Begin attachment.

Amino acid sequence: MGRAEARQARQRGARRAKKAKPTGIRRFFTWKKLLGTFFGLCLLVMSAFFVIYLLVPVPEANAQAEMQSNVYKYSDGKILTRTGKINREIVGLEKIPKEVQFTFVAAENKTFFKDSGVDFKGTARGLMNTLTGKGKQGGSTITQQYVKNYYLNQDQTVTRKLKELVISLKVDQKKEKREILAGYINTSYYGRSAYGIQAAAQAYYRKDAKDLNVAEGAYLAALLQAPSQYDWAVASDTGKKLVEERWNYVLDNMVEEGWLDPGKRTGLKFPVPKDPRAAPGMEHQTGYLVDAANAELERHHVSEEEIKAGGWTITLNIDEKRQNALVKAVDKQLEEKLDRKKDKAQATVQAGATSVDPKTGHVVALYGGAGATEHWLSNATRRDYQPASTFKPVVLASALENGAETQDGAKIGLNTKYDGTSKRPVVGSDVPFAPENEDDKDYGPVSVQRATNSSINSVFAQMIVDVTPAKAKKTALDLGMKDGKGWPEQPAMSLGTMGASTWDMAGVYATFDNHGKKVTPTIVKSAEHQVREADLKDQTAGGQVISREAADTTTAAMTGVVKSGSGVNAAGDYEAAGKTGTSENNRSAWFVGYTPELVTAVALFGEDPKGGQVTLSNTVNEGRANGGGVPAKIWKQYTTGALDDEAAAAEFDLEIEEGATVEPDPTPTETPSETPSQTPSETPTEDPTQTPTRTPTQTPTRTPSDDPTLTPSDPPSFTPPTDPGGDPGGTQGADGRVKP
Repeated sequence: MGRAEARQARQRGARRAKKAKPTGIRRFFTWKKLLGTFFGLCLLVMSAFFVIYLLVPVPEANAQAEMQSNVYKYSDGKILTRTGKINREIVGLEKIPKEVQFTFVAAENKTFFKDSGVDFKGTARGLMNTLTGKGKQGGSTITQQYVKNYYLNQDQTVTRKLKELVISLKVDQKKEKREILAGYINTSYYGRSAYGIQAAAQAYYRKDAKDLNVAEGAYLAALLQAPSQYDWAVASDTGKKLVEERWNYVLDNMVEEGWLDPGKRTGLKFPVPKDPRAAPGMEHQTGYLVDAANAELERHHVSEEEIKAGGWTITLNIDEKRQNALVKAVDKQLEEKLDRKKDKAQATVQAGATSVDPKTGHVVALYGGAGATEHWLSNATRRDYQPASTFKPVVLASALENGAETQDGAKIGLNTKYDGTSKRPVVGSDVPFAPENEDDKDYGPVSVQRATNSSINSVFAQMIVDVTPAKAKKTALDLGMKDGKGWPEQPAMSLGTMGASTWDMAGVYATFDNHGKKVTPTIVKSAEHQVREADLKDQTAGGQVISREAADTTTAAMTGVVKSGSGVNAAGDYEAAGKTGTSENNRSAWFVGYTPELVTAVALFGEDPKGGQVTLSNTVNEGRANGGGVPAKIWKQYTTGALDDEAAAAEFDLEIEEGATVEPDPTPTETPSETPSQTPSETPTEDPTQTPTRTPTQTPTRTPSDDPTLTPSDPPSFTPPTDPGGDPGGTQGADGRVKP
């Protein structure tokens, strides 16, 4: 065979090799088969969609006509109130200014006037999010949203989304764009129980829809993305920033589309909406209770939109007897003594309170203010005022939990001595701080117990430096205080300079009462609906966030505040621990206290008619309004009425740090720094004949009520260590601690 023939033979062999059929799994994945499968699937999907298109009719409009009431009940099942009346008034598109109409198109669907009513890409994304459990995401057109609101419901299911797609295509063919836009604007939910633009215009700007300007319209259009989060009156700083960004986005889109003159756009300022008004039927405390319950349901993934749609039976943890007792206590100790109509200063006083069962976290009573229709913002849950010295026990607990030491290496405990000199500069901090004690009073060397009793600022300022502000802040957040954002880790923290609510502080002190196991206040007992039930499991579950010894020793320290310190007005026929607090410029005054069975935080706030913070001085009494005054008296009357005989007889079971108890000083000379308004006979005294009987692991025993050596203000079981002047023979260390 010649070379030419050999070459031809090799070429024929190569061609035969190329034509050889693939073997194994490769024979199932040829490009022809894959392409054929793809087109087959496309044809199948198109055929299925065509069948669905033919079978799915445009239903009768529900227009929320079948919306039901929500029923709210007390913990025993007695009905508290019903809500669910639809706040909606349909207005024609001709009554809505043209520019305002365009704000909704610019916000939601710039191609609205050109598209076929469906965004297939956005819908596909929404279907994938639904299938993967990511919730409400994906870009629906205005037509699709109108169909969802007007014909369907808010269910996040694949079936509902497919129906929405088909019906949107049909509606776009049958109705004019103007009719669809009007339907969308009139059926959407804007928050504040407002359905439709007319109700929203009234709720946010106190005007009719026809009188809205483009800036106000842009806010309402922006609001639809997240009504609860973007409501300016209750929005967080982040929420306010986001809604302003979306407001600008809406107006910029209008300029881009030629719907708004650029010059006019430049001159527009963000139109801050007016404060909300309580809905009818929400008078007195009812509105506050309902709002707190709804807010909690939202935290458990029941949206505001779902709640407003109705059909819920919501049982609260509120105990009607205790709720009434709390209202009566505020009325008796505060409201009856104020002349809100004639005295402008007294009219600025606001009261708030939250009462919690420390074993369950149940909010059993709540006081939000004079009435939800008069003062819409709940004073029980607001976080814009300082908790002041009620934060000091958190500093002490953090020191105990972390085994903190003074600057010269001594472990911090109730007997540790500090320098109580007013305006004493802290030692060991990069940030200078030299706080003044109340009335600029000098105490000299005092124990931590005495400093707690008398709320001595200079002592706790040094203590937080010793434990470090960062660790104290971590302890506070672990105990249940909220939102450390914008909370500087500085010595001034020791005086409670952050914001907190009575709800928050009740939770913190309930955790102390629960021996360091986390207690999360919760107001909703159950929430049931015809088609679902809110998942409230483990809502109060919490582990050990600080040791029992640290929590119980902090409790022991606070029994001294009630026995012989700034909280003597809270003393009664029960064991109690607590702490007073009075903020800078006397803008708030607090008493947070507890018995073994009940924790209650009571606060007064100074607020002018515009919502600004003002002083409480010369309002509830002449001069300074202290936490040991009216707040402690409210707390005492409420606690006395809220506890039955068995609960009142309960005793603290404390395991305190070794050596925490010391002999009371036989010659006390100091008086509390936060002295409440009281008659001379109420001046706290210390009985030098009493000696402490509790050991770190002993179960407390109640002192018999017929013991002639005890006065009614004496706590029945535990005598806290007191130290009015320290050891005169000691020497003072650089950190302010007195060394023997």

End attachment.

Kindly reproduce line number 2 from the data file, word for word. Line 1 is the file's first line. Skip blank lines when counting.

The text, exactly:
Repeated sequence: MGRAEARQARQRGARRAKKAKPTGIRRFFTWKKLLGTFFGLCLLVMSAFFVIYLLVPVPEANAQAEMQSNVYKYSDGKILTRTGKINREIVGLEKIPKEVQFTFVAAENKTFFKDSGVDFKGTARGLMNTLTGKGKQGGSTITQQYVKNYYLNQDQTVTRKLKELVISLKVDQKKEKREILAGYINTSYYGRSAYGIQAAAQAYYRKDAKDLNVAEGAYLAALLQAPSQYDWAVASDTGKKLVEERWNYVLDNMVEEGWLDPGKRTGLKFPVPKDPRAAPGMEHQTGYLVDAANAELERHHVSEEEIKAGGWTITLNIDEKRQNALVKAVDKQLEEKLDRKKDKAQATVQAGATSVDPKTGHVVALYGGAGATEHWLSNATRRDYQPASTFKPVVLASALENGAETQDGAKIGLNTKYDGTSKRPVVGSDVPFAPENEDDKDYGPVSVQRATNSSINSVFAQMIVDVTPAKAKKTALDLGMKDGKGWPEQPAMSLGTMGASTWDMAGVYATFDNHGKKVTPTIVKSAEHQVREADLKDQTAGGQVISREAADTTTAAMTGVVKSGSGVNAAGDYEAAGKTGTSENNRSAWFVGYTPELVTAVALFGEDPKGGQVTLSNTVNEGRANGGGVPAKIWKQYTTGALDDEAAAAEFDLEIEEGATVEPDPTPTETPSETPSQTPSETPTEDPTQTPTRTPTQTPTRTPSDDPTLTPSDPPSFTPPTDPGGDPGGTQGADGRVKP